Like most foodies I have a bucket list of food-related experiences. While there are some items ticked off the list, it includes such experiences as tasting Beluga caviar, eating food in Istanbul’s laneways, seafood in Maine, visiting Tsukiji Fish Market in Tokyo and dining at Noma restaurant, Copenhagen – one of the most influential restaurants of this century, placed at the top of The S. Pellegrino and Acqua Panna World’s 50 Best Restaurants list for the past five years.
But with seats at Noma’s brief popup in Sydney sold out within ten minutes at a pre-paid price of $485 each, our chance of a Noma experience looked dim.
Meanwhile, one of our Gold Coast chefs, Parashuram Pathak, Executive Chef of the Intercontinental Sanctuary Cove Resort, had been fulfilling one of his own lifelong dreams: to spend time in the kitchen at Noma as chef.
Inspired by his time at Noma, Para held a dinner at The Fireplace Restaurant upon his return, applying techniques learned while cooking with René Redzepi to local ingredients.
“My life is food,” Para told diners attending the dinner. “I had this potential opportunity to go and do an internship at NOMA, a life-changing experience. It’s the dream of many chefs – to work 17 – 18 hours a day creating recipes with such an incredible chef.”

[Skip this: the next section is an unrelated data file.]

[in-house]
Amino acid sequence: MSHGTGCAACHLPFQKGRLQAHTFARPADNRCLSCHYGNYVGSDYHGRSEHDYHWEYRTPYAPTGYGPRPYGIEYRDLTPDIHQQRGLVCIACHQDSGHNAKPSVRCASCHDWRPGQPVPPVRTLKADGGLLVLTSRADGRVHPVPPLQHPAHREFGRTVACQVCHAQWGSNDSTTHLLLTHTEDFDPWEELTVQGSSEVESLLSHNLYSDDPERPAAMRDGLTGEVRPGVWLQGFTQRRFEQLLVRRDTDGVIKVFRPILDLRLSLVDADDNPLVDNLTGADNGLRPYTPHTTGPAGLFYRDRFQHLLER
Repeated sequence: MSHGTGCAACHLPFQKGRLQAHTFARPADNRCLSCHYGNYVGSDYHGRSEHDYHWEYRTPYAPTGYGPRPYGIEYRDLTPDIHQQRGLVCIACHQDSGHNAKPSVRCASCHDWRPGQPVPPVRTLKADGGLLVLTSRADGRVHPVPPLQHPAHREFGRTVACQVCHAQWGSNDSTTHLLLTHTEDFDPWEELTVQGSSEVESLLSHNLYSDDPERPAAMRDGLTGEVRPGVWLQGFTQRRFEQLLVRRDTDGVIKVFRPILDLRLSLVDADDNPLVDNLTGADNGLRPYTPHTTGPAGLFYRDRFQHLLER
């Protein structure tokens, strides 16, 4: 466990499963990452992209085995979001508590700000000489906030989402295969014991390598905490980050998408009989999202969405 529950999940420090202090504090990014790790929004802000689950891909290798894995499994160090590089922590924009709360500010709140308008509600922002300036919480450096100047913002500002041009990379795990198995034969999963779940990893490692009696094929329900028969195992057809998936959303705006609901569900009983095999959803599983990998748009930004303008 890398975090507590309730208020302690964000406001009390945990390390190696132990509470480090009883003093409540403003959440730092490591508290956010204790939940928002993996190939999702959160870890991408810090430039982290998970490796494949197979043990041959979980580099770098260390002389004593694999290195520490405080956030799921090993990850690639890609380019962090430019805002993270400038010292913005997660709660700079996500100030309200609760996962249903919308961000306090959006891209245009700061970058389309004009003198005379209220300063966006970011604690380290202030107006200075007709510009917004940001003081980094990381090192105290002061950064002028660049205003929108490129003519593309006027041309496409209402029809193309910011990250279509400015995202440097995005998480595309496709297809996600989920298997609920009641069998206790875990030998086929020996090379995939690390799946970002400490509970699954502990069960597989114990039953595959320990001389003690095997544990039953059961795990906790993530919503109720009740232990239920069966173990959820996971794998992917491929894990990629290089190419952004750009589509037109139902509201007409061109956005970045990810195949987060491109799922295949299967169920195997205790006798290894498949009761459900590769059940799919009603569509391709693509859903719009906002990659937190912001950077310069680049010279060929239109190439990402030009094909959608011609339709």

The resort’s General Manager, Monique Harmer, spoke of how energised and excited Para had been on his return, applying new skills and techniques to The Fireplace’s menu, released in December 2015.
We were to enjoy a meal which had taken two chefs a week to prepare. (In contrast, NOMA serves 45 covers only with approximately 45 chefs to prepare the meal!)
It’s the complexity of technique which sets our meal apart: ten small courses, each one varying in intricacy; balanced, yet some dishes quite confronting.
Strawberries “two ways” – A duo of ripe and unripe strawberries compressed with fermented plum, presented on an ice-filled preserving jar. With a taste close to citrusy star apple, even the unripe strawberry is a very approachable introduction to fermentation, a major player in the night’s menu.
Butternut pumpkin with koji butter & caviar – A half disc of butternut serves to show off the rich koji butter, made from fermented barley, served with Yarra trout caviar.